Thatscricket - News - Tendulkar, Sobers, Lillee among others in Bradman's Dream Team
Published: Monday, August 13, 2001, 23:53 [IST]
: Arthur Morris (Australia), Barry Richards (South Africa), Don Bradman (Australia), Sachin Tendulkar (India), Gary Sobers (West Indies), Don Tallon (Australia), Ray Lindwall (Australia), Dennis Lillee (Australia), Alec Bedser (England), Bill O'Reilly (Australia), Clarrie Grimmett (Australia) and Wally Hammond (England - 12th man)Copyright AFP 2001
Tendulkar in the Dons Dream World XI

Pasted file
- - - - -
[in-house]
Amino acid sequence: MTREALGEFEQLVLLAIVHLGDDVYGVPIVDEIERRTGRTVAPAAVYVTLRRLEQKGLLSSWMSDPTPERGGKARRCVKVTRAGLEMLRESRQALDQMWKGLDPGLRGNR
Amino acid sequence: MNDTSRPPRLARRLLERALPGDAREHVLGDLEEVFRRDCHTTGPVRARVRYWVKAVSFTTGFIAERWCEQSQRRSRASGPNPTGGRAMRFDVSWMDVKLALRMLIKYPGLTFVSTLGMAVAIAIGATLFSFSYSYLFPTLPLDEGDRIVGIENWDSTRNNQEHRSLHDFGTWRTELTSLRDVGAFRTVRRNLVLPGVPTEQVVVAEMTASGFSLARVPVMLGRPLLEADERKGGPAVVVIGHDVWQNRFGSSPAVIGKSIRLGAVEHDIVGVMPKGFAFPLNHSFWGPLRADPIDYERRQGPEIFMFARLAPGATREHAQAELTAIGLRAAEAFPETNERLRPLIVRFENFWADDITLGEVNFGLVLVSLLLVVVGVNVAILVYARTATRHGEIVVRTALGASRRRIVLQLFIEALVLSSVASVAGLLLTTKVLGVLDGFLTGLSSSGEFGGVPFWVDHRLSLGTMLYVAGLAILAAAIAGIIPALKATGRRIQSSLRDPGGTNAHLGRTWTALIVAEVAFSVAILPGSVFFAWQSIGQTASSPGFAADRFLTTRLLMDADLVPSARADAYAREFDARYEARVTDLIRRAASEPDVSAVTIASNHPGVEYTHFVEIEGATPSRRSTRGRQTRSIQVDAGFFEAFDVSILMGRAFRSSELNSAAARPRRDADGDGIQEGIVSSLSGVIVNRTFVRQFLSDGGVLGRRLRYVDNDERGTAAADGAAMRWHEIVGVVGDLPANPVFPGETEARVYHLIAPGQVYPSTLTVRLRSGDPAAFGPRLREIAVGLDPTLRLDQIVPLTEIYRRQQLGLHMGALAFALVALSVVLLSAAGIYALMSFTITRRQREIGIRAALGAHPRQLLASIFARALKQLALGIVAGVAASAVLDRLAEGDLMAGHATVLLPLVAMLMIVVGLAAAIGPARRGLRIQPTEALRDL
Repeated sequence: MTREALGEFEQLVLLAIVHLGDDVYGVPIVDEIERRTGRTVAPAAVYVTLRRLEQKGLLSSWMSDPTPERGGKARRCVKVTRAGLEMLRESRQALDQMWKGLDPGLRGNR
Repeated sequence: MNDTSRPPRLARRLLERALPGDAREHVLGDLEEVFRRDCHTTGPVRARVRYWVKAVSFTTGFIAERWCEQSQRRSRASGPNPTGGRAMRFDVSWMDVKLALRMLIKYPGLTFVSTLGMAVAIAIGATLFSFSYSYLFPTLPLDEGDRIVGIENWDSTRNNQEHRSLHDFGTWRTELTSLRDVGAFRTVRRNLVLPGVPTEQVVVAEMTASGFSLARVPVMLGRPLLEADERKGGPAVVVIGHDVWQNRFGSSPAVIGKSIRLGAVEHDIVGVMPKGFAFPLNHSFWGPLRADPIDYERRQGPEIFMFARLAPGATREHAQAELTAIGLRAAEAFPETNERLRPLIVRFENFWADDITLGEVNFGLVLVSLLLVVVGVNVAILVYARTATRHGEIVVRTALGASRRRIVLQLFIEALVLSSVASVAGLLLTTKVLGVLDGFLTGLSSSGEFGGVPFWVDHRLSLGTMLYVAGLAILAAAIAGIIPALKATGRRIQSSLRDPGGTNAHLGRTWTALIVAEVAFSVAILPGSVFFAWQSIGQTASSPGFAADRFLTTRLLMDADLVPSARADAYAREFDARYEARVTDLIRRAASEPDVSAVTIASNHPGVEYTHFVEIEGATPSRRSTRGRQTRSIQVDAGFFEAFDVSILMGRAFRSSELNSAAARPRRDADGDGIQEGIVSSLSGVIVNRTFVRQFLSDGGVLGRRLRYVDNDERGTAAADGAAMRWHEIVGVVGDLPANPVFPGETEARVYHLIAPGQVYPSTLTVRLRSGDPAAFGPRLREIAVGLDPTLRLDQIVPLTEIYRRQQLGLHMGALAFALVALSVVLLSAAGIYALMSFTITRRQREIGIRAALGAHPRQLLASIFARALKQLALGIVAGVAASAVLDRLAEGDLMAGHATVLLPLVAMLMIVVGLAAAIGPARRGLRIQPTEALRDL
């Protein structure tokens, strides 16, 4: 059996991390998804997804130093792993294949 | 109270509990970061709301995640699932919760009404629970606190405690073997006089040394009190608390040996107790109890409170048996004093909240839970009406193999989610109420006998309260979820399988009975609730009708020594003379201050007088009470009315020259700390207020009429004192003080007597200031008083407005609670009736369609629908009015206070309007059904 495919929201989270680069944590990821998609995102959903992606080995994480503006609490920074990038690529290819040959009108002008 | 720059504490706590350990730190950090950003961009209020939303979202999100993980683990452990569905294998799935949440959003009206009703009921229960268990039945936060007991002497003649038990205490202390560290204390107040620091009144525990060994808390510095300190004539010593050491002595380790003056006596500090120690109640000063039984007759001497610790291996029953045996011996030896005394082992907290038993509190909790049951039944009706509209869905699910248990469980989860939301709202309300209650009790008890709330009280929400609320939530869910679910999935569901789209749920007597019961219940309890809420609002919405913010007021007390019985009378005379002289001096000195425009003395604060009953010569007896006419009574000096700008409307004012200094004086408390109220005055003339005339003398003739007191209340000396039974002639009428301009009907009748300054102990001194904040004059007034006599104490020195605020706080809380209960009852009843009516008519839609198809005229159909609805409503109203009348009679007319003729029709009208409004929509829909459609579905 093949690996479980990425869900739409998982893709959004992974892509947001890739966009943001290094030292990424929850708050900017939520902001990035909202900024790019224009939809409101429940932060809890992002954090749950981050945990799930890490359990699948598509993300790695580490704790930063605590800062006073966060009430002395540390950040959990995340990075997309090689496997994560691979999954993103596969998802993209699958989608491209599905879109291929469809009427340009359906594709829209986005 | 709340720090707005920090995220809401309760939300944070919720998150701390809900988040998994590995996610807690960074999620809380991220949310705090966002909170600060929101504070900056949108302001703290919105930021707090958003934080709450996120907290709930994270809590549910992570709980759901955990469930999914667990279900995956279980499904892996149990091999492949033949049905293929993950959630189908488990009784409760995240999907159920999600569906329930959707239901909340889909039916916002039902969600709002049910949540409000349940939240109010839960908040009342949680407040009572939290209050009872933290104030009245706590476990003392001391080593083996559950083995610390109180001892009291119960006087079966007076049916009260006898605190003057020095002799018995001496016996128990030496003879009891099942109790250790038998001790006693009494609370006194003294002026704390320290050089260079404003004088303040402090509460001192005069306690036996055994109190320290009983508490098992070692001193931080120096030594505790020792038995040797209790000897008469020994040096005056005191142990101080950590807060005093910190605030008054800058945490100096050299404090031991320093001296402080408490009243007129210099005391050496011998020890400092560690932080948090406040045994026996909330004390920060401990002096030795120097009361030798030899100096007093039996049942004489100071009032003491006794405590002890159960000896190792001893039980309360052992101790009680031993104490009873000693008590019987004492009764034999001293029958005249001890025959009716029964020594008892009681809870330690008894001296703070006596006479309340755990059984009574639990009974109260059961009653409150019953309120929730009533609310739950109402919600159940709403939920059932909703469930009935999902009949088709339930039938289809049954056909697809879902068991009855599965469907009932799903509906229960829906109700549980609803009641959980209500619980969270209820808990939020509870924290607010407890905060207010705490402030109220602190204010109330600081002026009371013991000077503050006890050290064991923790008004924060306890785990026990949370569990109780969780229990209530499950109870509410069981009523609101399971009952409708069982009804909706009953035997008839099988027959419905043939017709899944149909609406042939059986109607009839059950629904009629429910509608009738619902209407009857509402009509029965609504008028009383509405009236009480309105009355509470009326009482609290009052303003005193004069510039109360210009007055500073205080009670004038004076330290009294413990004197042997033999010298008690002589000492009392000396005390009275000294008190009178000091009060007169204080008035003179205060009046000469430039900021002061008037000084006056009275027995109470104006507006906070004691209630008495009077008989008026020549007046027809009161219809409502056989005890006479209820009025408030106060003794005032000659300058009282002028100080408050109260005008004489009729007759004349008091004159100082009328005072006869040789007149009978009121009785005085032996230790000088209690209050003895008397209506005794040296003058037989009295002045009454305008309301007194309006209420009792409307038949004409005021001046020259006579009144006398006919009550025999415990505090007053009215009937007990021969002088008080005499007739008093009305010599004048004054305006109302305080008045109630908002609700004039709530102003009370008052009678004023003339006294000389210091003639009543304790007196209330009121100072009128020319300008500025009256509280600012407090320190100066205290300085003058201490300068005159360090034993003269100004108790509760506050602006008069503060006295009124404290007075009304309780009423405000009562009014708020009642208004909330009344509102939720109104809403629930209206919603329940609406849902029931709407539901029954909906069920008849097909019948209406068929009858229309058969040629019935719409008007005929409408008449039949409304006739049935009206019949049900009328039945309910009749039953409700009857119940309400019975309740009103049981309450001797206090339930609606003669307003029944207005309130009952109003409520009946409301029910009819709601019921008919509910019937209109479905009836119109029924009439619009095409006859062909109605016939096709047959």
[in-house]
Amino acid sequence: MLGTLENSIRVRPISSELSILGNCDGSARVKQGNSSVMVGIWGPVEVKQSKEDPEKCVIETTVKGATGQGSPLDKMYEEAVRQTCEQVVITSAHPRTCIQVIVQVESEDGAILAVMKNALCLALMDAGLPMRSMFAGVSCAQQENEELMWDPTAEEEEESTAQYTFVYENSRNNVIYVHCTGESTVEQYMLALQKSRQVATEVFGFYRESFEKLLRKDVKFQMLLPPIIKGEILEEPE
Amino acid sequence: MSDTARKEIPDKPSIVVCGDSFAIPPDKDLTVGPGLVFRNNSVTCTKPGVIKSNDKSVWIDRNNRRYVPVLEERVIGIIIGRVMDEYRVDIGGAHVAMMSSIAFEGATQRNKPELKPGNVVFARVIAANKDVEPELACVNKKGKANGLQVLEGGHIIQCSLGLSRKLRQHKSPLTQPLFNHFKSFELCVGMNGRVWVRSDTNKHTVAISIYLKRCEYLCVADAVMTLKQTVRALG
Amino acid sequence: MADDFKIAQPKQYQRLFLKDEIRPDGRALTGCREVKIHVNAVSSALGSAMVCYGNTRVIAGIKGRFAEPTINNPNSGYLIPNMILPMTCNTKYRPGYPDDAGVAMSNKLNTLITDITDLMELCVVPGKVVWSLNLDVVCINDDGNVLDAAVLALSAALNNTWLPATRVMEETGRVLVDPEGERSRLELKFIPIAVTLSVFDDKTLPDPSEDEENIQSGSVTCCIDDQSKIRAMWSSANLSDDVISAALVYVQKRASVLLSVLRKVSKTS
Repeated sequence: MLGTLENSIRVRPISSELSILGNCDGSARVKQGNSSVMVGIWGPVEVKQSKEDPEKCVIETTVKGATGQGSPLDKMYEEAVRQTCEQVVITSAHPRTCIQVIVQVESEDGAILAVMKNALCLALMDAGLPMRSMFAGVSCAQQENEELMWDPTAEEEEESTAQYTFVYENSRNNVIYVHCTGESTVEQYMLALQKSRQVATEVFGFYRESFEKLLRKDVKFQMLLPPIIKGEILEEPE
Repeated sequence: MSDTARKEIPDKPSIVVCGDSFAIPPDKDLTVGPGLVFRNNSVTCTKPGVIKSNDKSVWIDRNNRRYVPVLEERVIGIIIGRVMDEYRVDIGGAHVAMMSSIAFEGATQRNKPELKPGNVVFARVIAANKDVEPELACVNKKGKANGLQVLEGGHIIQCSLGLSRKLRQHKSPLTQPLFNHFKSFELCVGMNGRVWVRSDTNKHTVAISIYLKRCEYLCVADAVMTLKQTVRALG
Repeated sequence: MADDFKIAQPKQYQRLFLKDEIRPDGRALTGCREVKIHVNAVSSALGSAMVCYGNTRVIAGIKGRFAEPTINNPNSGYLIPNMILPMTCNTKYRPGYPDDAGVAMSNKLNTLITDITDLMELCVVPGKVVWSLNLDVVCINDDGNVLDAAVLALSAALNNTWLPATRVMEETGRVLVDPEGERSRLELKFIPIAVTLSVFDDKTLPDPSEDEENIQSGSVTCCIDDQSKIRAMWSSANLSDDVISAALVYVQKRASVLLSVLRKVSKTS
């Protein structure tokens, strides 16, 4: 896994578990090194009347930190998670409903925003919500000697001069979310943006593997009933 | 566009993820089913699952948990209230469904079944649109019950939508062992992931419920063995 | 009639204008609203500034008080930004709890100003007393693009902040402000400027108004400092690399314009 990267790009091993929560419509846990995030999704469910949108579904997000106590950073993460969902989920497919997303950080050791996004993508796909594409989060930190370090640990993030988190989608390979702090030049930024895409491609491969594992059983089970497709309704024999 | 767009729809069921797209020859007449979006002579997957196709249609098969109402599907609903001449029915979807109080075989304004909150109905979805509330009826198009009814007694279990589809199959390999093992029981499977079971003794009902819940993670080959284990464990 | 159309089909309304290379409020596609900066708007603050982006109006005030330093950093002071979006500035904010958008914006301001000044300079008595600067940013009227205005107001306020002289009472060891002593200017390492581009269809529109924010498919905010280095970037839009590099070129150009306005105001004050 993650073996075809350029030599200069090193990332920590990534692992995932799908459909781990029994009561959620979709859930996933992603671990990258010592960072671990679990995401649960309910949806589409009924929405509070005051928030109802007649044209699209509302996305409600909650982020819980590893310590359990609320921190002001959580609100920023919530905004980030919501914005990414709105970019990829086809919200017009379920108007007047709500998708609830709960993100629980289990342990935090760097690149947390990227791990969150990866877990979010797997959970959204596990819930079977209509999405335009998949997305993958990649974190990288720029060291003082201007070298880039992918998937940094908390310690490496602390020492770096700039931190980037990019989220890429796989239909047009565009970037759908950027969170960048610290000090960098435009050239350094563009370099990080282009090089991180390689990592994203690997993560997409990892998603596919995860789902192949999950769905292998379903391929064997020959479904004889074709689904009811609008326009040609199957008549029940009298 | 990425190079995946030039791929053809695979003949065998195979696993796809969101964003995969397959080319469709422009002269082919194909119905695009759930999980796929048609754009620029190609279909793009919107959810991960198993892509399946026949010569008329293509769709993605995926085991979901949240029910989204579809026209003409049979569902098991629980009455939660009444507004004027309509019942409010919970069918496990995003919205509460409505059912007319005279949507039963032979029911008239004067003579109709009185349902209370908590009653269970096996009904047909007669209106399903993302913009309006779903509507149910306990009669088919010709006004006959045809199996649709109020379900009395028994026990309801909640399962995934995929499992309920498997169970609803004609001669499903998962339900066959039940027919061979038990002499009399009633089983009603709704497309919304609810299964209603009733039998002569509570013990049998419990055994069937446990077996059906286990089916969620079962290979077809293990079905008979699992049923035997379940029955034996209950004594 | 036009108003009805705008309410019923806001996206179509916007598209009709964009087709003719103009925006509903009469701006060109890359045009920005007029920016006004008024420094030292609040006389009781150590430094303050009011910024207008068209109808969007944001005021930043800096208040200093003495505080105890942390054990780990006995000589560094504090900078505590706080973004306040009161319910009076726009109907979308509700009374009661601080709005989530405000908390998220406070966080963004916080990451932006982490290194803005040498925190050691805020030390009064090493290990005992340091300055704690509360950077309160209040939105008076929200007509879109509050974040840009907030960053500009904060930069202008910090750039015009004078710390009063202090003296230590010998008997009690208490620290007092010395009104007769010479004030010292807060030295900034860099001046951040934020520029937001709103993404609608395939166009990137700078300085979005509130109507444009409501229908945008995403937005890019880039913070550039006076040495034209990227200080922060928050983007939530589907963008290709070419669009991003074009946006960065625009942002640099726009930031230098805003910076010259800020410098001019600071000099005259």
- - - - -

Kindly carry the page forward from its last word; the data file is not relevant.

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Sydney: Five specialist bowlers plus all-rounder Gary Sobers make up the late Sir Donald Bradman's Dream Team revealed in a book launched here on Monday. [an error occurred while processing this directive]Bradman's team contains only one current player - India's star batsman Sachin Tendulkar. He went for the leg-spin of Bill O'Reilly and Clarie Grimmet, who had bowled in tandem with enormous success under Bradman, rather than Shane Warne.Bradman, who died at his Adelaide home in February aged 92, admitted history might prove him wrong about Warne. He picked Australian greats Ray Lindwall and Dennis Lillee, whom he labelled the game's best-ever paceman, to lead an awesome attack.Australia's Arthur Morris, and Barry Richards, who missed out on a lot of Test cricket because of the apartheid ban on South Africa, were chosen to open the batting. Morris, one of a handful of survivors of Bradman's 1948 Invincibles, was too much of a diplomat and gentleman to comment on whether or not he deserved to be named."I'm pleased, I'm proud," was all the 79-year-old, who was Wisden Cricketer of the Year in 1949, would say.When Bradman was bowled for a duck in his last Test innings at The Oval in 1948, Morris was at the other end and went on to score the most forgotten 196 in the game's history. Bradman chose only four specialist batsmen - himself, Morris, Richards and Tendulkar with Sobers at No 5."If they can't make 500, who can?" was Bradman's argument.Sir Donald amassed 6,996 Test runs in 80 innings during the 1930s and 1940s at an unrivalled average of 99.94, to be acknowledged as the world's greatest ever cricketer. But the man himself had another choice.When the author asked him who was the first name he put down, Bradman said, without hesitation, "Sobers"."He offers balance and variety with bat and ball. He is, in my opinion, the greatest cricketer of all time," he said.